KPTN Gene Linked to Brain-Related Disorder
- The proper development of neuronal circuits during neuromorphogenesis and neuronal-network formation is critically dependent on a coordinated and intricate series of molecular and cellular cues and responses.
- Although the cortical actin cytoskeleton is known to play a key role in neuromorphogenesis, relatively little is known about the specific molecules important for this process.
- Using linkage analysis and whole-exome sequencing on samples from families from the Amish community of Ohio, we have demonstrated that mutations in KPTN, encoding kaptin, cause a syndrome typified by macrocephaly, neurodevelopmental delay, and seizures.
- Our immunofluorescence analyses in primary neuronal cell cultures showed that endogenous and GFP-tagged kaptin associates with dynamic actin cytoskeletal structures and that this association is lost upon introduction of the identified mutations.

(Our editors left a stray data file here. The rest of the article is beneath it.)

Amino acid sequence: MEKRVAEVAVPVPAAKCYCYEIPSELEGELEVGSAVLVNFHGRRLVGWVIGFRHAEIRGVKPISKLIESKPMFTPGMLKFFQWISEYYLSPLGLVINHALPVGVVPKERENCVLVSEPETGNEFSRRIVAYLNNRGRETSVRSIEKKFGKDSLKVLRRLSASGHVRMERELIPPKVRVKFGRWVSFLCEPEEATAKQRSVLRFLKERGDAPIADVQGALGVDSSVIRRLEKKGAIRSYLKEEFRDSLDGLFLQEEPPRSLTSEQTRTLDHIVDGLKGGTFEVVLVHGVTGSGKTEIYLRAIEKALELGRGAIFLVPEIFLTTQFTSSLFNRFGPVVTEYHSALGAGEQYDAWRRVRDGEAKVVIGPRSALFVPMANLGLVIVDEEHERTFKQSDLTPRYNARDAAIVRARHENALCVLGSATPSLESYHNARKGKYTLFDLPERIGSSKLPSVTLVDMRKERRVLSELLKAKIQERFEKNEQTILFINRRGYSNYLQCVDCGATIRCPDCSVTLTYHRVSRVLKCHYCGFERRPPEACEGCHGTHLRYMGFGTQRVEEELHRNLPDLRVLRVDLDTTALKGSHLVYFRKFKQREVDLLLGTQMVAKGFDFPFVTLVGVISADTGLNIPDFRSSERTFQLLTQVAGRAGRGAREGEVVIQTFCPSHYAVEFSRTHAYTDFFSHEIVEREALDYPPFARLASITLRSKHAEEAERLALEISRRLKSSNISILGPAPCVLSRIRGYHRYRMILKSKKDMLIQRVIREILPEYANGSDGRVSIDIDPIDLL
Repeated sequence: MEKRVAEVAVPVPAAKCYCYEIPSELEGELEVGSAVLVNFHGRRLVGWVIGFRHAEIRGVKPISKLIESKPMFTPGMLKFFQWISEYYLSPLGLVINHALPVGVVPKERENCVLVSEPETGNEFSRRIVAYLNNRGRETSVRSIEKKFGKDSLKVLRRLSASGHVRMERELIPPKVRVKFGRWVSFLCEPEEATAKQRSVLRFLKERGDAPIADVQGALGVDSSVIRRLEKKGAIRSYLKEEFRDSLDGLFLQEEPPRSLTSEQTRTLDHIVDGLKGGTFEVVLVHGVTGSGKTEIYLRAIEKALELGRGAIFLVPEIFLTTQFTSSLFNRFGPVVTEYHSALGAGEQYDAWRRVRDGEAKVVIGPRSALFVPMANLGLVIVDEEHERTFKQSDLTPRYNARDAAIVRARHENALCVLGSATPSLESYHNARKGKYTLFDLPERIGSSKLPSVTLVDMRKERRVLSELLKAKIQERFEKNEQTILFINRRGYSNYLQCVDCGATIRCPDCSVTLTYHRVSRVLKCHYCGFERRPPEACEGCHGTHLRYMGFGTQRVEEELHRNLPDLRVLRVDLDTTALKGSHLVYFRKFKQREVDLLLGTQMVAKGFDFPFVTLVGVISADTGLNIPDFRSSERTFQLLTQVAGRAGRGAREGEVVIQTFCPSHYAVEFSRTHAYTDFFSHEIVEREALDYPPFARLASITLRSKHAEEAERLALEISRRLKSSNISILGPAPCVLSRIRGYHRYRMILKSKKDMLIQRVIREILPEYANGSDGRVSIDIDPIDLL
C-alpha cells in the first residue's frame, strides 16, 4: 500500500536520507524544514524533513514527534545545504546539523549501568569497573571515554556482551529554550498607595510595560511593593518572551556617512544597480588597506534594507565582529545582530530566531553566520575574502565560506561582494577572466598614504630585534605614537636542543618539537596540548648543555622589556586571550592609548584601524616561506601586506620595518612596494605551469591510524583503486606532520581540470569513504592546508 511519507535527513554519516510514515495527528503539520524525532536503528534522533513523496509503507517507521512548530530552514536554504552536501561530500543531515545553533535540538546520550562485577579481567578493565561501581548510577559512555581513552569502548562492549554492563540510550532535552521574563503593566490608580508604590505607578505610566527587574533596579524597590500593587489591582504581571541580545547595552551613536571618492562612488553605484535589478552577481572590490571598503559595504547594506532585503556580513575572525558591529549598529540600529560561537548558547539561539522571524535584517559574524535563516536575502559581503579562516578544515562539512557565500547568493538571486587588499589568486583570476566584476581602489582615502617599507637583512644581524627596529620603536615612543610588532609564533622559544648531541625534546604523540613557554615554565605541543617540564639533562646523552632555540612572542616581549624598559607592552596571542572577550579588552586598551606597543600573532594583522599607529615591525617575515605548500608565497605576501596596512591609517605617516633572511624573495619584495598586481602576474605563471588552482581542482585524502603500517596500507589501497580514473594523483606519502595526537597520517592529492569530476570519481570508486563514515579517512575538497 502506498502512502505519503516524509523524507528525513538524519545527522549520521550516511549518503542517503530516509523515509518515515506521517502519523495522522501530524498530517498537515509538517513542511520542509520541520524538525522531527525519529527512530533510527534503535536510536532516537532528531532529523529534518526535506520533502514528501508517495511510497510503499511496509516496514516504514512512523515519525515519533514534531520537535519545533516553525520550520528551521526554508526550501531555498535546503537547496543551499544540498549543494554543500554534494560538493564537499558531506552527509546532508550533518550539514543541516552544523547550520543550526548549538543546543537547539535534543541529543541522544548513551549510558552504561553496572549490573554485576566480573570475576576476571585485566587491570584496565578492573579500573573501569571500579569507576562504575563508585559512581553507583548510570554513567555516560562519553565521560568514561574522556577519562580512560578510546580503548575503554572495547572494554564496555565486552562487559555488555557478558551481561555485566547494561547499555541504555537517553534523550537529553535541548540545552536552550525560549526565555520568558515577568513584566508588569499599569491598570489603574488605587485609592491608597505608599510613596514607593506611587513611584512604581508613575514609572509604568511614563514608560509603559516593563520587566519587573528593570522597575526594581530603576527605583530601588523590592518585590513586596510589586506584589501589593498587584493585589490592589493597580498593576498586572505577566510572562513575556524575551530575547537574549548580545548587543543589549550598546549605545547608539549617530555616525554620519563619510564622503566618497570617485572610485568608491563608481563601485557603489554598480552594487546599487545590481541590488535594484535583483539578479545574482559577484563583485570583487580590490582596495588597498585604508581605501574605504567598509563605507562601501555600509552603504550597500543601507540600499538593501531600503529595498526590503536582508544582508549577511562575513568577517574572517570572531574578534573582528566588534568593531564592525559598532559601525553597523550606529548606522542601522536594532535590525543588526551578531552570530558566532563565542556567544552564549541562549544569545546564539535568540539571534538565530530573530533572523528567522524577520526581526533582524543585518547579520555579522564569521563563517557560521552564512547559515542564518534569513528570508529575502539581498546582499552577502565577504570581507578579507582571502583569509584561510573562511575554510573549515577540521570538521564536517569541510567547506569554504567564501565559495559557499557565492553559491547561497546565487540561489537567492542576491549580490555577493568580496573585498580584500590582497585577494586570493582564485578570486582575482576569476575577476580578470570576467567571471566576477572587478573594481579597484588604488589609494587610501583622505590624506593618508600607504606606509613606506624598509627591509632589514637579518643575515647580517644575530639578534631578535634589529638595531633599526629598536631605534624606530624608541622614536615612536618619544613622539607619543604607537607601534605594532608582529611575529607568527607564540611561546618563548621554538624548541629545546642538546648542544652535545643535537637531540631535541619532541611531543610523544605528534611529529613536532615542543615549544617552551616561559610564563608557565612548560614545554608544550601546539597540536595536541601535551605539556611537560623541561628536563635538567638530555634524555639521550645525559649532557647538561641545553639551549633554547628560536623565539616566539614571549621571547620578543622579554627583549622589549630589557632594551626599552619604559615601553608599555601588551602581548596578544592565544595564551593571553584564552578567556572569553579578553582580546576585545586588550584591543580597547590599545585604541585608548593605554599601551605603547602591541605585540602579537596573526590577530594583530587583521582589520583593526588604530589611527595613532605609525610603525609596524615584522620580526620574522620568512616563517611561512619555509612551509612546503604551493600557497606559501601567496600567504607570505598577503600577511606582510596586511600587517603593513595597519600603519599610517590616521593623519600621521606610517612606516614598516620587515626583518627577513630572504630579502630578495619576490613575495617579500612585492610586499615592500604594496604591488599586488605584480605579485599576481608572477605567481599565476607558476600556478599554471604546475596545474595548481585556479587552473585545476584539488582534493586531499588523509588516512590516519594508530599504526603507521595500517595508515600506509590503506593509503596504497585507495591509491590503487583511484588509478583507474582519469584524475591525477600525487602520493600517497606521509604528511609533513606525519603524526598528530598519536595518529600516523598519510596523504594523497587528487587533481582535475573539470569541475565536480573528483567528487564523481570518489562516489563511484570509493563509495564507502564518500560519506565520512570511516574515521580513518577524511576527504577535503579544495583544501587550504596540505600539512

- Taken together, our studies have identified kaptin alterations responsible for macrocephaly and neurodevelopmental delay and define kaptin as a molecule crucial for normal human neuromorphogenesis.
Baple, E. L., Maroofian, R., Chioza, B. A., Izadi, M., Cross, H. E., Al-Turki, S., Barwick, K., Skrzypiec, A., Pawlak, R., Wagner, K., Coblentz, R., Zainy, T., Patton, M. A., Mansour, S., Rich, P., Qualmann, B., Hurles, M. E., Kessels, M. M., & Crosby, A. H. (2014). Mutations in KPTN cause macrocephaly, neurodevelopmental delay, and seizures. American journal of human genetics, 94(1), 87–94. https://doi.org/10.1016/j.ajhg.2013.10.001
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